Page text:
Sunday, January 26, 2014
The past is just a story we tell ourselves.
When we meet protagonist Theodore Twombly (Joaquin Phoenix), he's working at a job composing letters for other people, the first of many nifty aspects of the film's near-future setting that suggest how technology might continue to influence the ways we communicate with each other. Theodore has been separated from his wife, Catherine (Rooney Mara), for a year, and is living a solitary life that seems comfortable if not content. Jonze does a great job in these early scenes of expressing the kind of raw, awkward desire for connection that we've all experienced in some form - Theodore's idle sexual fantasies clash with the painful memories of his marriage's end, and an attempt at phone sex ends disastrously (and hilariously). Jonze's take on social networking is refreshing - rather than ranting about how our gadgets have made us less capable of intimacy, he suggests that at our core is a need to connect that, for all our insecurity and self-doubt, has and will continue to define (transcend?) our means of communicating that need.
I feel like I'm being disingenuous in talking around the ways that Her touched a nerve with me. I've been divorced for about a year, separated for much longer than that; this doesn't feel like a confession, exactly, as many of you already knew that. A lot of you have gone through the same thing and, unfortunately, a lot of you will eventually. Spike Jonze got divorced several years ago, and while I don't mean to speculate about how much he's drawing from his own experiences, this is clearly the work of a guy who gets it. And while I've healed from the experience and have grown up a bit as a result, there are moments in Her that capture that experience with frightening accuracy - there's a montage of brief memories accompanied by the scratching noise of a pen on the soundtrack that is devastating. What's so perfect about Samantha, the operating system that Theodore falls for, is that she's an ideal object of affection for someone who has gone through a divorce. She's sweet and flirtatious and empathizes with Theodore, but more importantly, she quickly learns to express her own needs, and she challenges Theodore to grow and be his best self. The beautiful irony of Jonze's screenplay is that he starts with a premise that lends itself to an easy dynamic - the manic pixie dream computer teaches the sad guy to love again - and quickly takes it in a drastically different and more interesting direction.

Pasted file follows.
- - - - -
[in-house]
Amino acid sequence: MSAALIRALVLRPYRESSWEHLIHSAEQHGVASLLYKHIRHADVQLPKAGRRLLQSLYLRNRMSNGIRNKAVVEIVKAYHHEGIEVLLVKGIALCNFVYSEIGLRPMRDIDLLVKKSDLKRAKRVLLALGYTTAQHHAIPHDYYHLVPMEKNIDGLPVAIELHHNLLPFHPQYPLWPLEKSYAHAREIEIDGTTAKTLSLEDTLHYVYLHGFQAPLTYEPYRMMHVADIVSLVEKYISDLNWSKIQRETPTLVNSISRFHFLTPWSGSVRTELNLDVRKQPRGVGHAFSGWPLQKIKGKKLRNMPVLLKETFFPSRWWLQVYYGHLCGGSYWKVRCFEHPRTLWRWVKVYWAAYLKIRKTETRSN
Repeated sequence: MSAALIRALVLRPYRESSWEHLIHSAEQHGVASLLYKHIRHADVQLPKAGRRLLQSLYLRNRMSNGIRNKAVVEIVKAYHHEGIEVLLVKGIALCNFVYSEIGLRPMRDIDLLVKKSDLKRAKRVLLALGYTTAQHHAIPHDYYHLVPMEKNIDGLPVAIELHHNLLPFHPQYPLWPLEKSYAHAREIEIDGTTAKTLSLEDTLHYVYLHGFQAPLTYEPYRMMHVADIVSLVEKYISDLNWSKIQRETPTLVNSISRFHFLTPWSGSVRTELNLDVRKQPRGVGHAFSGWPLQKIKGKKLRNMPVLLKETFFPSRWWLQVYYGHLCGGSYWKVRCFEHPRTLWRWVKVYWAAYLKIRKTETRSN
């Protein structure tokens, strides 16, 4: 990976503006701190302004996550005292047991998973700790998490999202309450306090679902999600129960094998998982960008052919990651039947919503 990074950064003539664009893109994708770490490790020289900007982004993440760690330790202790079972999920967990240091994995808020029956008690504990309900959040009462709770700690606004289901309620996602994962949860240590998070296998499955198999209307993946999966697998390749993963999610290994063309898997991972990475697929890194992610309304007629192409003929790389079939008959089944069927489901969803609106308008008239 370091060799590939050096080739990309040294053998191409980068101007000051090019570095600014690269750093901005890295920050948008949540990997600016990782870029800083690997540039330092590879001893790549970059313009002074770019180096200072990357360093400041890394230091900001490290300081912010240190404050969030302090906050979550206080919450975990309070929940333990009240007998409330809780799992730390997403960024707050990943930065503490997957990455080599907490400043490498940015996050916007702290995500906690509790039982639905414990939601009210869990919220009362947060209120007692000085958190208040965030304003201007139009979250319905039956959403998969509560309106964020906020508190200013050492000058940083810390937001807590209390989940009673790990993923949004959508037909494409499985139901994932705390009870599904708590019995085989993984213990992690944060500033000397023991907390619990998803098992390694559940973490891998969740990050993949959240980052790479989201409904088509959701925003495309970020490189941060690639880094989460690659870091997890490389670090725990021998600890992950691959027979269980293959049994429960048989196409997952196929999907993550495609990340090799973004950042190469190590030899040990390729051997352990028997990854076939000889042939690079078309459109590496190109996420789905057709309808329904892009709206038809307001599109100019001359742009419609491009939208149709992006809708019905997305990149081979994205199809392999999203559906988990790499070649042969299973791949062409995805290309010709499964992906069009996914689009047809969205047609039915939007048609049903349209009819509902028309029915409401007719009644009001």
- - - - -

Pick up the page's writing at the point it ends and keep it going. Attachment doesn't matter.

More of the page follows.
It says a lot about how well the movie works that there's so much to discuss about a character that only exists as a disembodied voice on the soundtrack. As with Jonze's two collaborations with Charlie Kaufman, Her begins with a goofy, high-concept idea that soon proves to be a means to explore bigger themes. However, while Jonze has always been a brilliant stylist who elicits great performances from his casts, Kaufman has such a strong voice that it was unclear how much authorship to attribute to the director. Her is the first movie solely written by Jonze (he co-wrote Where the Wild Things Are with Dave Eggers); maybe I shouldn't have been, but I was surprised by how mature and frank his writing is. If anything, Jonze is more emotionally direct than Kaufman. When Theodore and Samantha move beyond the early infatuation stage to the more complicated process of trying to sustain a relationship, it hardly matters that Samantha is a computer - it feels painfully true to life. It helps that, as Samantha, Scarlett Johansson creates a fully believable character using only her voice; Samantha grows, over the course of the movie, from an adolescent into a being with an endless capacity for growth, and it's largely thanks to Johansson's performance that this evolution works. And Phoenix does a great job of making us believe that Theodore's relationship with Samantha is not only real but transformative. There are, admittedly, a few moments where I found his performance distractingly mannered, but for the most part, that unguarded, even feminine, quality that Phoenix has onscreen works wonderfully here. The supporting cast is excellent as well, particularly Amy Adams as a sympathetic friend (the game she's designing, incidentally, is hilarious) and Olivia Wilde, who succeeds in creating a memorable, wounded character in just one scene.
The production design by K.K. Barrett imagines a future that is neither apocalyptic nor utopian, defined by shiny, colorful interiors that are at once utilitarian and warm. Cinematographer Hoyte van Hoytema favors a soft, tactile approach to lighting both the sets and the actors' faces, capturing some of the most strikingly intimate closeups in recent memory. The effect is that of a vision of the future that is hopeful in a real, earned way. Samantha makes a decision, near the end of the film, that speaks to the nature of artificial intelligence but also carries with it the notion that humans, too, are not only capable of growth and progress but are inevitably moving towards enlightenment. Her is a feel-good movie in the best way; this is probably a strange way to describe a critically acclaimed movie by a director I already like, but it's the most pleasant surprise of 2013.